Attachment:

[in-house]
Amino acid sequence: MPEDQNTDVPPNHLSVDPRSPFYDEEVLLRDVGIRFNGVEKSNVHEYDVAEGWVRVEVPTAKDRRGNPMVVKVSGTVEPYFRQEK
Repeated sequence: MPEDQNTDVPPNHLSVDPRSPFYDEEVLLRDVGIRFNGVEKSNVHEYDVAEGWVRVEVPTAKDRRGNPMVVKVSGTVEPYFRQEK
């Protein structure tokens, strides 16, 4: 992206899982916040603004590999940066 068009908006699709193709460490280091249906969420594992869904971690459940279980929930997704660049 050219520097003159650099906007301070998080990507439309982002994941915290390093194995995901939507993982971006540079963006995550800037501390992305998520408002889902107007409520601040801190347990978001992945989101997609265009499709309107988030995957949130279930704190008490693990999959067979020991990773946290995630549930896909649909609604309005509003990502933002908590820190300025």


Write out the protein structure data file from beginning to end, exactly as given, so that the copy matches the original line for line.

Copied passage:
[in-house]
Amino acid sequence: MPEDQNTDVPPNHLSVDPRSPFYDEEVLLRDVGIRFNGVEKSNVHEYDVAEGWVRVEVPTAKDRRGNPMVVKVSGTVEPYFRQEK
Repeated sequence: MPEDQNTDVPPNHLSVDPRSPFYDEEVLLRDVGIRFNGVEKSNVHEYDVAEGWVRVEVPTAKDRRGNPMVVKVSGTVEPYFRQEK
């Protein structure tokens, strides 16, 4: 992206899982916040603004590999940066 068009908006699709193709460490280091249906969420594992869904971690459940279980929930997704660049 050219520097003159650099906007301070998080990507439309982002994941915290390093194995995901939507993982971006540079963006995550800037501390992305998520408002889902107007409520601040801190347990978001992945989101997609265009499709309107988030995957949130279930704190008490693990999959067979020991990773946290995630549930896909649909609604309005509003990502933002908590820190300025």